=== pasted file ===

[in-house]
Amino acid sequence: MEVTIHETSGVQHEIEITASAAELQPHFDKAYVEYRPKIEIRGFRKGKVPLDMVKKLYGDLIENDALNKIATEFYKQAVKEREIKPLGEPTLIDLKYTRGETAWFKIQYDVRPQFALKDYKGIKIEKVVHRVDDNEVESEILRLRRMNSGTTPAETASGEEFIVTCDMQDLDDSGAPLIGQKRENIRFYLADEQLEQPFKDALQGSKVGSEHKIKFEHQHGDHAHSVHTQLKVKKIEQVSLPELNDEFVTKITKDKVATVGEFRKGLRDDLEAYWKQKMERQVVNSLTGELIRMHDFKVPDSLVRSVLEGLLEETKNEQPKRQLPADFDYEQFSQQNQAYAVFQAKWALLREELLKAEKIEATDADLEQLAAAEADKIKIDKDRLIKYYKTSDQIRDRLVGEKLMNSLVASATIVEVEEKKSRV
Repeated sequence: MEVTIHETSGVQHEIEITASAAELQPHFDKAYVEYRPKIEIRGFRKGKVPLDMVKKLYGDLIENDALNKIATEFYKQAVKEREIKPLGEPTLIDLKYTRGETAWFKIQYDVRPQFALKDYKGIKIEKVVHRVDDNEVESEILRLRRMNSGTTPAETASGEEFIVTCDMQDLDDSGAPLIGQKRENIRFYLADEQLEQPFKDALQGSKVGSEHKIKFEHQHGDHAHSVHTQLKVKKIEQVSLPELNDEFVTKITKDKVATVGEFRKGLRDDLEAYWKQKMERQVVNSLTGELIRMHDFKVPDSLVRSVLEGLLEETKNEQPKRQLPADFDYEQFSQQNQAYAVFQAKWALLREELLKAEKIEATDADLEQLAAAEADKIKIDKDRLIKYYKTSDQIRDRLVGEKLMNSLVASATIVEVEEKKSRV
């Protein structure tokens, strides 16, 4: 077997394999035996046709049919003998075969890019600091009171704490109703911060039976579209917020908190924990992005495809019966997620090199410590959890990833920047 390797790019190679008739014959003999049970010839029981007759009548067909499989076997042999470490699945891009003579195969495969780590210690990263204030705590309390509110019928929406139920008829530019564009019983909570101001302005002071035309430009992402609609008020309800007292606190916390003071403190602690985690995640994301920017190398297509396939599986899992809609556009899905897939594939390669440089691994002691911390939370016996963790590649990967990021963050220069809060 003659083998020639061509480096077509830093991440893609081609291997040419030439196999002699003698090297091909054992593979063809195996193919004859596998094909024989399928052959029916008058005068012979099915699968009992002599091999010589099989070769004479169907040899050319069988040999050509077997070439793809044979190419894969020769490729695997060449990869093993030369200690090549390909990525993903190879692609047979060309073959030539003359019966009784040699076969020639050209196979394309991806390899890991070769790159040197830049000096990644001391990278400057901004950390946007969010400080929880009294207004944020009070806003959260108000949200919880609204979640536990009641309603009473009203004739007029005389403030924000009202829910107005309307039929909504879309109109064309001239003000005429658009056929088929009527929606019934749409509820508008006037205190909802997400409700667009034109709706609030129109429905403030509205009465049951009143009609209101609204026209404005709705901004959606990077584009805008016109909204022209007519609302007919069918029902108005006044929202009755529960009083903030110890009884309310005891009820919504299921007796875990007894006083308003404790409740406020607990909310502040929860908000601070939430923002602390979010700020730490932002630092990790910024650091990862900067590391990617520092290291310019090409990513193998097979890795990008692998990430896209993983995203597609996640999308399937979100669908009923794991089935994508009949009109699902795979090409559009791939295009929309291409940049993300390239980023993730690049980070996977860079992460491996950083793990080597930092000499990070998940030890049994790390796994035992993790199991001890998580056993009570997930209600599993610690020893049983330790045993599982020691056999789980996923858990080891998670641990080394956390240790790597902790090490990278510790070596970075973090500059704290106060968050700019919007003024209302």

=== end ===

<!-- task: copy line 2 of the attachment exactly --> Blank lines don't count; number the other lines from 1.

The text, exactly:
Amino acid sequence: MEVTIHETSGVQHEIEITASAAELQPHFDKAYVEYRPKIEIRGFRKGKVPLDMVKKLYGDLIENDALNKIATEFYKQAVKEREIKPLGEPTLIDLKYTRGETAWFKIQYDVRPQFALKDYKGIKIEKVVHRVDDNEVESEILRLRRMNSGTTPAETASGEEFIVTCDMQDLDDSGAPLIGQKRENIRFYLADEQLEQPFKDALQGSKVGSEHKIKFEHQHGDHAHSVHTQLKVKKIEQVSLPELNDEFVTKITKDKVATVGEFRKGLRDDLEAYWKQKMERQVVNSLTGELIRMHDFKVPDSLVRSVLEGLLEETKNEQPKRQLPADFDYEQFSQQNQAYAVFQAKWALLREELLKAEKIEATDADLEQLAAAEADKIKIDKDRLIKYYKTSDQIRDRLVGEKLMNSLVASATIVEVEEKKSRV